Home LanguageEnglish Ten Ramen Facts You Didn’t Know

Ten Ramen Facts You Didn’t Know

by Julie Howard

Do you like ramen? The flavours of ramen are rich and diverse. In addition to traditional soup bases such as miso, soy sauce, and pork bones, there are also various soup bases such as pork bone salt, pork bone fillets, and chicken white soup. They also come with different side dishes and custom-made noodles, and ramen has become one of Japan’s most iconic foods.

Japanese people often make sounds when eating ramen, which is considered an expression of food and represents deliciousness and satisfaction. (Photo via Pixabay.com)

Miami, FL (Merxwire) – What food comes to mind when you think of Japan? Sushi, tempura, and sashimi? You might have a different perspective now. According to a survey conducted by the Japan National Tourism Organization (JNTO) in 2009, foreign tourists visiting Japan ranked ramen as the second most satisfying dish, only behind sushi.

Ramen has gained worldwide fame and has recently become one of Japan’s most beloved foods. However, beyond its deliciousness, ramen also harbours a plethora of fascinating facts worth exploring. Here are ten intriguing ramen-related tidbits for us to delve into. Let’s see how much you already know!

1. Did Ramen Originate in China and then spread to Japan?

While ramen has become synonymous with Japanese cuisine, it originated in China. Ramen made its way to Japan from China in the late 19th century. It evolved into the ramen we know today in Japan through multiple iterations and developments.

2. What Are Ramen Noodles Made Of?

Ramen noodles are made from wheat flour, water, salt, and kansui (alkaline water). Various types of ramen noodles, including thick straight noodles and thin curly noodles, are typically chosen based on the kind of broth.

3. Why Are Ramen Noodles Typically Thick?

Ramen broth is often rich in flavour and seasoning, producing a robust taste. Therefore, thicker noodles are better able to absorb the broth, maintaining their elasticity and texture while avoiding becoming too soft.

4. Is Ramen Best Enjoyed on Rainy Days?

Ramen broth is typically prepared by simmering animal bones, but when the temperature exceeds 95°C, it tends to produce a lot of foam, affecting its flavour. During rainy weather, atmospheric pressure decreases, lowering the boiling point of the broth. As a result, the savoury flavour of the broth remains intact without excessive foaming even when it exceeds 95°C. This is why some people believe ramen tastes best on rainy days.

5. Is July 11th Ramen Day?

Indeed! July 11th is designated as “Ramen Day” in Japan. Historical records indicate that the first person in Japan to eat Chinese noodles was Emperor Meiji, whose birthday was July 11th. Hence, July 11th is celebrated every year as “Ramen Day.” Additionally, there’s an exciting interpretation where 7 resemble chopsticks, and 11 resemble spoons, coincidentally representing the utensils used when eating ramen.

6. Meat Day for Ramen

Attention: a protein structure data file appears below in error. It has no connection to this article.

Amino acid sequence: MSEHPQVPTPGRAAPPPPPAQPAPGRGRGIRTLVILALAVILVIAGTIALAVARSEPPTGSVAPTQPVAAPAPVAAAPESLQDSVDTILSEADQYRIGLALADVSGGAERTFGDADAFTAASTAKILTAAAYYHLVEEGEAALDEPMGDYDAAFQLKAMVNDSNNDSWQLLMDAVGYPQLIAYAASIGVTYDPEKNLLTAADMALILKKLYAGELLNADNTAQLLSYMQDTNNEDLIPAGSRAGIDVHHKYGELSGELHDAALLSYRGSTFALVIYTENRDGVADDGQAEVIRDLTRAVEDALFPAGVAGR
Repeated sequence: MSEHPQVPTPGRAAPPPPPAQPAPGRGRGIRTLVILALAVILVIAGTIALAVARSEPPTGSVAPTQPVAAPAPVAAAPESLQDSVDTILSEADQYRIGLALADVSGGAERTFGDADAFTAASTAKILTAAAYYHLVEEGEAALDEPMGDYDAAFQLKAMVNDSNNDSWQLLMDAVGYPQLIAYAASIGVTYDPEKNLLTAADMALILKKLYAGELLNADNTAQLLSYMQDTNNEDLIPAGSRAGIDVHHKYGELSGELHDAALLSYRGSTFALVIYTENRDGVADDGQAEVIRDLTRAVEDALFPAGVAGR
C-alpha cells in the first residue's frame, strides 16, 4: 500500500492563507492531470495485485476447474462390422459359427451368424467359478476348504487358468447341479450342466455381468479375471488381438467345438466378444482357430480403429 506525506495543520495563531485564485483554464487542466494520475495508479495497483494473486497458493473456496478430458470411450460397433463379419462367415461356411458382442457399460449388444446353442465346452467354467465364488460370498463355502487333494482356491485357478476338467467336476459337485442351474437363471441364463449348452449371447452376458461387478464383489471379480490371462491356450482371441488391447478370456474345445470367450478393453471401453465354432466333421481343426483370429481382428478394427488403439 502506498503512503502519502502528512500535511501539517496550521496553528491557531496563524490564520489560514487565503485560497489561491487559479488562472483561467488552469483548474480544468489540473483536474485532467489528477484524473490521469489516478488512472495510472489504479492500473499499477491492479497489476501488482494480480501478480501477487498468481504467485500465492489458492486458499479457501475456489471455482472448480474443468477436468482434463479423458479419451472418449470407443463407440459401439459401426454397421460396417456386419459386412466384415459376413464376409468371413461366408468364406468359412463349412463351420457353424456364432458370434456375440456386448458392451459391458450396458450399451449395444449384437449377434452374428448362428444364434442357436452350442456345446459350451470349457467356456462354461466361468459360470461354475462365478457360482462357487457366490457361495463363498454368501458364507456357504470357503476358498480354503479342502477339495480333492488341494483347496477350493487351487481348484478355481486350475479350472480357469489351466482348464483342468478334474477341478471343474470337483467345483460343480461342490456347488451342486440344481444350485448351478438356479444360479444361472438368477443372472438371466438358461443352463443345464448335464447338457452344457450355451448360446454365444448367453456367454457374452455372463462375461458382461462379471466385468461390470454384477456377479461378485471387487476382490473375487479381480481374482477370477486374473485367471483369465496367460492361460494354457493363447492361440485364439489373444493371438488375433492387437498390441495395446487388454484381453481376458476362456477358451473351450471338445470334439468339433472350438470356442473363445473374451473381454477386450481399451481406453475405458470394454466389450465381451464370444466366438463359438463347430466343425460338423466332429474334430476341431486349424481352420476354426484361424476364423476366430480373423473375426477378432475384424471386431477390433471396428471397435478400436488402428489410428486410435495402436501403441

The pronunciation of “meat” and “29” in Japanese are similar, so some stores will designate the 29th of every month as “meat day” to increase the portion of meat slices. If you like to add a lot of meat to your ramen, you should pay attention to which stores have meat day activities on the 29th of every month to get your fill of meat.

7. Why Pair Ramen with Ice Water?

In the early days, ice was challenging to obtain. In Japanese culture, ice water was regarded as a high-end food and only used to entertain guests. It has evolved into the highest sincerity and etiquette when entertaining guests. However, the role of ice water is not only for entertaining. For salty and thick ramen, ice water can soften the strong taste when eating noodles, help cool down the mouth, and speed up the speed of eating noodles.

8. Does sucking ramen taste better?

Japanese people like to eat noodles by sucking them, not because it is rude, but because the noodles are sucked into the mouth along with the soup and air. The noodles and soup left in the mouth will make the flavour of the ramen more apparent and more delicious.

Candied eggs are voted the “most popular” ingredient in ramen in Japan. (Photo via Pixabay.com)
9. Japan voted the soft-boiled egg the “most popular” ingredient in ramen.

Soft-boiled egg is considered by many to be one of the must-have delicious choices for ramen. Hard-boiled eggs are marinated in soy sauce, salt and other seasonings, giving the whites a deep orange appearance and keeping the yolks soft and moist. Adding it to ramen adds flavour and enriches the broth’s flavour, making the entire bowl of ramen even more delicious.

10. Which Region of Japan Loves Ramen the Most?

Based on per capita ramen consumption and ramen shop density per 100,000 people, Yamagata City in Japan is hailed as the top ramen-loving prefecture, ranking first continuously from 2013 to 2020. The residents of Yamagata City are fond of ramen, particularly the locally renowned chilled ramen with crushed ice, which locals and tourists deeply love.

In recent years, Japanese ramen has become more than just a food; it also represents culture. Many ramen shops turn them into restaurants with a unique style and atmosphere, attracting countless diners to come and taste them. As a delicacy with a long history, ramen is not only a distinctive culture and tradition of Japan but has also gradually become a part of the global food trend.

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